|Posted on August 19, 2015 at 1:47 AM||comments (0)|
The beginning of the school year and the changes that come with it can sometimes cause stress for children and parents alike. Whether it's first-day jitters, adapting to schedule changes, homework, tests, or other issues, stress sometimes intensifies at this time of year. For some kids and teens, however, worries and stress can be more serious issues. According to recent research, about 13-15% of children and teens meet the diagnostic criteria for an anxiety disorder -- a startlingly high prevalence rate for any health or mental health problem (and much higher that just 15 years ago). Signs of anxiety disorders can include persistent worries, frequent crying or irritability, changes in sleep and eating habits (for example, difficulties falling asleep), and physical symptoms such as headaches and stomach aches.
Though stress and anxiety can feel overwhelming, we can choose how we respond to it. here are some ways we can help kids and teens deal with stress and prevent anxiety disorders:
Think positive! Help your child or teen identify and change patterns of thinking that might be extreme, absolute, or pessimistic. For example, it is usually not helpful to us when we think thoughts that begin with "I can't" or include words like "always" or "never." Try to replace these with more positive or flexible thoughts.
Coach your child through basic problem-solving steps. instead of telling your child how to handle a particular challenge, guide him or her through the problem-solving process by helping your child ask and answer these questions: 1) What is the problem?; 2) What are all of the different things I could do?; 3) Which action should I take?; 4) How did it work?
Help your child cultivate stress-busting habits. Adequate sleep, exercise, proper diet, and quality time with supportive friends and family are things that can help us prevent and manage stress. Help your child acquire and keep these good habits.
Encourage through your actions. Don't try to do for your children what they can do for themselves, but may lack the confidence to do. Instead, serve as a cheerleader for your child by using encouraging words and actions that say, "I know you can do this. I believe in you."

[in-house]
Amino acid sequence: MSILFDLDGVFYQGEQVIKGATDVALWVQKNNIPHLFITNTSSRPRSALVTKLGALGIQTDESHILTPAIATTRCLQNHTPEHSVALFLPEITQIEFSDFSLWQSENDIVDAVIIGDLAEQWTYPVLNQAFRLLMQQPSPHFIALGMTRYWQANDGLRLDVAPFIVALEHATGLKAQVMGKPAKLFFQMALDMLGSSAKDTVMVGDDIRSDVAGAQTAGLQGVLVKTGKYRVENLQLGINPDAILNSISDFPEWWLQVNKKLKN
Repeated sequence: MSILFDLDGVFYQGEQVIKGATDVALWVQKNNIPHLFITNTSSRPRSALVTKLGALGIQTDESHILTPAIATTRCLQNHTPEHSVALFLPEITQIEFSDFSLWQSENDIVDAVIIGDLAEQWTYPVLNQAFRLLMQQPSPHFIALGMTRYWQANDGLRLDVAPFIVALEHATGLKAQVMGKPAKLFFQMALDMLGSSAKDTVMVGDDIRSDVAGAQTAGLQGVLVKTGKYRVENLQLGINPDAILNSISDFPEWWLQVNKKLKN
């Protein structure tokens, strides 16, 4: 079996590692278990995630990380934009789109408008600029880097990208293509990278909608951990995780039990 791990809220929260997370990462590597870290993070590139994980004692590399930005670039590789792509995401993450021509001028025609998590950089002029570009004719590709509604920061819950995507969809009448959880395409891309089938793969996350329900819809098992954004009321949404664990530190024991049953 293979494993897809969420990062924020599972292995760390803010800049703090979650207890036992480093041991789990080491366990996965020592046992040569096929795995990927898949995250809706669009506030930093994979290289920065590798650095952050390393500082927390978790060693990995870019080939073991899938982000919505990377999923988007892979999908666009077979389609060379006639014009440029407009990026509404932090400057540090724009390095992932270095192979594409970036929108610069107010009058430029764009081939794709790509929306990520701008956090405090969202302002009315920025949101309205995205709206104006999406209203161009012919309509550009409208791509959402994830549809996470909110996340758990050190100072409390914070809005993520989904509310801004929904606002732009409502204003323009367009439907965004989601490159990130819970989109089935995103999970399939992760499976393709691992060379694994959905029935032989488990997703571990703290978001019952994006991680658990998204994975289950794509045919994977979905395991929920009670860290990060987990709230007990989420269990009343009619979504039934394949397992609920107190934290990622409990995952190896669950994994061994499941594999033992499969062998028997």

Help them learn how to relax. Slow, deep breaths (sometimes called "belly breaths") can help us in ridding the body of tension, as can step-by-step muscle relaxation techniques, such as focusing on one muscle group at a time, and relaxing those muscles. Imagining a peaceful place can also be helpful in relaxing the mind and body.
Be a good example. Make sure you are a helpful role model when it comes to managing stress. Children and teens often do what they hear and see.
Help them learn to take their worries to God. I Peter 5:7 says, "Cast all you worries upon him because he cares for you" (NAB). God is a loving parent, and if we ask him he is ready to give us the grace to work through even the most stressful of challenges.
|Posted on February 16, 2015 at 1:54 PM||comments (0)|
As a clinical psychologist and a catechetical writer and speaker, I have trouble letting a problematic cultural moment like this one pass by without comment. Fortunately, everything I would say about the "Fifty Shades of Grey" phenomenon has already been said, here on the psychological side (in a blog by UCLA psychiatrist Dr. Miriam Grossman) and here from the theological end, by Bill Donaghy from the Theology of the Body Institute. Enough said.
|Posted on December 19, 2012 at 12:47 PM||comments (0)|
Everything from child obesity to managing the holidays with kids.
|Posted on December 19, 2012 at 12:44 PM||comments (0)|
Here are a couple of resources on the school shooting:
For parents, teachers and catechists:
A one-hour special interview I did on Relevant Radio:
|Posted on August 20, 2012 at 5:51 AM||comments (0)|
|Posted on May 25, 2012 at 1:24 AM||comments (1)|